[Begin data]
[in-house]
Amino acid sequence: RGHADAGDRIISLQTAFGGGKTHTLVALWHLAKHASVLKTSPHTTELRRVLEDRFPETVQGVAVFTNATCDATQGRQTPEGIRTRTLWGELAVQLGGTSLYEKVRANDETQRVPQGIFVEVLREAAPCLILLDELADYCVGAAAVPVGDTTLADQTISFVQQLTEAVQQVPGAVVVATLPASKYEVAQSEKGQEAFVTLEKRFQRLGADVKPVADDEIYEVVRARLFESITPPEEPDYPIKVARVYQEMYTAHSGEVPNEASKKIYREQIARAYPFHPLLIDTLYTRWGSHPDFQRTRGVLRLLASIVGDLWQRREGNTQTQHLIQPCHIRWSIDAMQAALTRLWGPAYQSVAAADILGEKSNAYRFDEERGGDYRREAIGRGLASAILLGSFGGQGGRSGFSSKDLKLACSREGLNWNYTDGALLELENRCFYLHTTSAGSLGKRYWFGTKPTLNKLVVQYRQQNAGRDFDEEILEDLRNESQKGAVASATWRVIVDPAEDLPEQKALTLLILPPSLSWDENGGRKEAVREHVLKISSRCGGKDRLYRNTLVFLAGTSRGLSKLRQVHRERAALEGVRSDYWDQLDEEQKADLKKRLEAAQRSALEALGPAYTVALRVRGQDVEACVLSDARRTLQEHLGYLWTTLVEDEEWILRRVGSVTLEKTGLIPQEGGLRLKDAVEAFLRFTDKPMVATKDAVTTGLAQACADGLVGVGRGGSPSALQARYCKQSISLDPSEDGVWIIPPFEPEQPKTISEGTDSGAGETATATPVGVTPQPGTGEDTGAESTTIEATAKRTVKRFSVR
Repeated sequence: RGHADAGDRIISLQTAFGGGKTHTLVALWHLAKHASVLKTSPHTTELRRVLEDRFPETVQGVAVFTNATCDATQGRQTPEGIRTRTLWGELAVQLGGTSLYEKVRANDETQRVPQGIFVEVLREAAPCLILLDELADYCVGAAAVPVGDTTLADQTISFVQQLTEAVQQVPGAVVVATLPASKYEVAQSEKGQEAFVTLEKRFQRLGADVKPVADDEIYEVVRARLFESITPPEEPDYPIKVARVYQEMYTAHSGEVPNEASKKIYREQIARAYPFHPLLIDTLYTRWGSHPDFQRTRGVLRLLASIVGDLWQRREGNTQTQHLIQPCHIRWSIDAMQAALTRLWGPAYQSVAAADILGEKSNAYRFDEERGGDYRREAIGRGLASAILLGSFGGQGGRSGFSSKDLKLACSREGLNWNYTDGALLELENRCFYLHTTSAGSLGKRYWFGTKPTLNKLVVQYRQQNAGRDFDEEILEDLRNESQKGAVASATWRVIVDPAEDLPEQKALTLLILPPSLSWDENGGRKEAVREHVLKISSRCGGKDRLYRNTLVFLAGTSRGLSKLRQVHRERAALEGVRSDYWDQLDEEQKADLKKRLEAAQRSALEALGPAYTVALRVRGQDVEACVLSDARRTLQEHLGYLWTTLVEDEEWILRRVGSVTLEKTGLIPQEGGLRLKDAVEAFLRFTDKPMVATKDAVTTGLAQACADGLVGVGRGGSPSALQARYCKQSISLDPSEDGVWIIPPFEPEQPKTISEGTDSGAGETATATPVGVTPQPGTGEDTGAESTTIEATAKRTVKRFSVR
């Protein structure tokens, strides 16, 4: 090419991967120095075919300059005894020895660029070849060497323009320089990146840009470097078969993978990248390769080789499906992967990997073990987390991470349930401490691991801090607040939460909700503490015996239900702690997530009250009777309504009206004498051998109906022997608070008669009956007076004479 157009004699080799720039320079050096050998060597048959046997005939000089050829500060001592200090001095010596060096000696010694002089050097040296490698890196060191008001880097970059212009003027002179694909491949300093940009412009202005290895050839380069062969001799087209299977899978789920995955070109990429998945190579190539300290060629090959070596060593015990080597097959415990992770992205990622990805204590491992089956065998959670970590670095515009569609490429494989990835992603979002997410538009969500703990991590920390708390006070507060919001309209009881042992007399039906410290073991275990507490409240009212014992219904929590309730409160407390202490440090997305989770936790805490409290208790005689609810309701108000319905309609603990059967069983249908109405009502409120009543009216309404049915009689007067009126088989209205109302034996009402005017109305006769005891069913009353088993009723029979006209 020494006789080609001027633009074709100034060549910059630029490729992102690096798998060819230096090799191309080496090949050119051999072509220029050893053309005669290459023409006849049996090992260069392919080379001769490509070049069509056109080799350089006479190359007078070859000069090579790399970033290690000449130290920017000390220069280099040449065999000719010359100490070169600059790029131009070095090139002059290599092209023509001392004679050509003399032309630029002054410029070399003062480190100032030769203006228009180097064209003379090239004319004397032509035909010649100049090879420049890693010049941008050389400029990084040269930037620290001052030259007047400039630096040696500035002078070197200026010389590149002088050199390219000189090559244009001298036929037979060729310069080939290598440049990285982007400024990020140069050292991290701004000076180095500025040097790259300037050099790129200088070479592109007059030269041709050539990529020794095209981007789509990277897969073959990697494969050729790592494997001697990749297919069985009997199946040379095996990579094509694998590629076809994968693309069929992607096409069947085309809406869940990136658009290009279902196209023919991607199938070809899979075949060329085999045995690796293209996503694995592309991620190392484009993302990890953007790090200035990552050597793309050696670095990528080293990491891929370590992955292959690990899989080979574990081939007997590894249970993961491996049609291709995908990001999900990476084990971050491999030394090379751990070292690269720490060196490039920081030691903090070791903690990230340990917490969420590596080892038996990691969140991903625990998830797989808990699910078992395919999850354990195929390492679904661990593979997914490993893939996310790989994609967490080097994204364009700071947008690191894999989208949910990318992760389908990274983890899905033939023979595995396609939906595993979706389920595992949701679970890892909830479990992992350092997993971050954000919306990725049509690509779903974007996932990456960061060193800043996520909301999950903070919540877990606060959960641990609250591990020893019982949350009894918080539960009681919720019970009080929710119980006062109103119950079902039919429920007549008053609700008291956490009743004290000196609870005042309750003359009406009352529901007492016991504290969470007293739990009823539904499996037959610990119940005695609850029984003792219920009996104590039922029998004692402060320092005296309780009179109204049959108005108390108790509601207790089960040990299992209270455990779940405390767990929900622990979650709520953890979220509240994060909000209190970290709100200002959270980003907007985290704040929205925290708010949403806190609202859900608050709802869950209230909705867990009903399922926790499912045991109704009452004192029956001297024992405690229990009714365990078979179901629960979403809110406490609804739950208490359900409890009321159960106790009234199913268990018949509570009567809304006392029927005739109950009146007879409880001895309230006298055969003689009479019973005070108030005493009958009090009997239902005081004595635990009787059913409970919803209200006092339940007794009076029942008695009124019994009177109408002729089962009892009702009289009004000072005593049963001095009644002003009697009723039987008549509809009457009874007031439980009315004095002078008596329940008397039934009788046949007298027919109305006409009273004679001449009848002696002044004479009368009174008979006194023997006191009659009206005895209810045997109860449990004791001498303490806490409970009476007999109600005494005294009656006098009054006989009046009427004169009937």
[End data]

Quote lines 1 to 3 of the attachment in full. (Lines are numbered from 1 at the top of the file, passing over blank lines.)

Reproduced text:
[in-house]
Amino acid sequence: RGHADAGDRIISLQTAFGGGKTHTLVALWHLAKHASVLKTSPHTTELRRVLEDRFPETVQGVAVFTNATCDATQGRQTPEGIRTRTLWGELAVQLGGTSLYEKVRANDETQRVPQGIFVEVLREAAPCLILLDELADYCVGAAAVPVGDTTLADQTISFVQQLTEAVQQVPGAVVVATLPASKYEVAQSEKGQEAFVTLEKRFQRLGADVKPVADDEIYEVVRARLFESITPPEEPDYPIKVARVYQEMYTAHSGEVPNEASKKIYREQIARAYPFHPLLIDTLYTRWGSHPDFQRTRGVLRLLASIVGDLWQRREGNTQTQHLIQPCHIRWSIDAMQAALTRLWGPAYQSVAAADILGEKSNAYRFDEERGGDYRREAIGRGLASAILLGSFGGQGGRSGFSSKDLKLACSREGLNWNYTDGALLELENRCFYLHTTSAGSLGKRYWFGTKPTLNKLVVQYRQQNAGRDFDEEILEDLRNESQKGAVASATWRVIVDPAEDLPEQKALTLLILPPSLSWDENGGRKEAVREHVLKISSRCGGKDRLYRNTLVFLAGTSRGLSKLRQVHRERAALEGVRSDYWDQLDEEQKADLKKRLEAAQRSALEALGPAYTVALRVRGQDVEACVLSDARRTLQEHLGYLWTTLVEDEEWILRRVGSVTLEKTGLIPQEGGLRLKDAVEAFLRFTDKPMVATKDAVTTGLAQACADGLVGVGRGGSPSALQARYCKQSISLDPSEDGVWIIPPFEPEQPKTISEGTDSGAGETATATPVGVTPQPGTGEDTGAESTTIEATAKRTVKRFSVR
Repeated sequence: RGHADAGDRIISLQTAFGGGKTHTLVALWHLAKHASVLKTSPHTTELRRVLEDRFPETVQGVAVFTNATCDATQGRQTPEGIRTRTLWGELAVQLGGTSLYEKVRANDETQRVPQGIFVEVLREAAPCLILLDELADYCVGAAAVPVGDTTLADQTISFVQQLTEAVQQVPGAVVVATLPASKYEVAQSEKGQEAFVTLEKRFQRLGADVKPVADDEIYEVVRARLFESITPPEEPDYPIKVARVYQEMYTAHSGEVPNEASKKIYREQIARAYPFHPLLIDTLYTRWGSHPDFQRTRGVLRLLASIVGDLWQRREGNTQTQHLIQPCHIRWSIDAMQAALTRLWGPAYQSVAAADILGEKSNAYRFDEERGGDYRREAIGRGLASAILLGSFGGQGGRSGFSSKDLKLACSREGLNWNYTDGALLELENRCFYLHTTSAGSLGKRYWFGTKPTLNKLVVQYRQQNAGRDFDEEILEDLRNESQKGAVASATWRVIVDPAEDLPEQKALTLLILPPSLSWDENGGRKEAVREHVLKISSRCGGKDRLYRNTLVFLAGTSRGLSKLRQVHRERAALEGVRSDYWDQLDEEQKADLKKRLEAAQRSALEALGPAYTVALRVRGQDVEACVLSDARRTLQEHLGYLWTTLVEDEEWILRRVGSVTLEKTGLIPQEGGLRLKDAVEAFLRFTDKPMVATKDAVTTGLAQACADGLVGVGRGGSPSALQARYCKQSISLDPSEDGVWIIPPFEPEQPKTISEGTDSGAGETATATPVGVTPQPGTGEDTGAESTTIEATAKRTVKRFSVR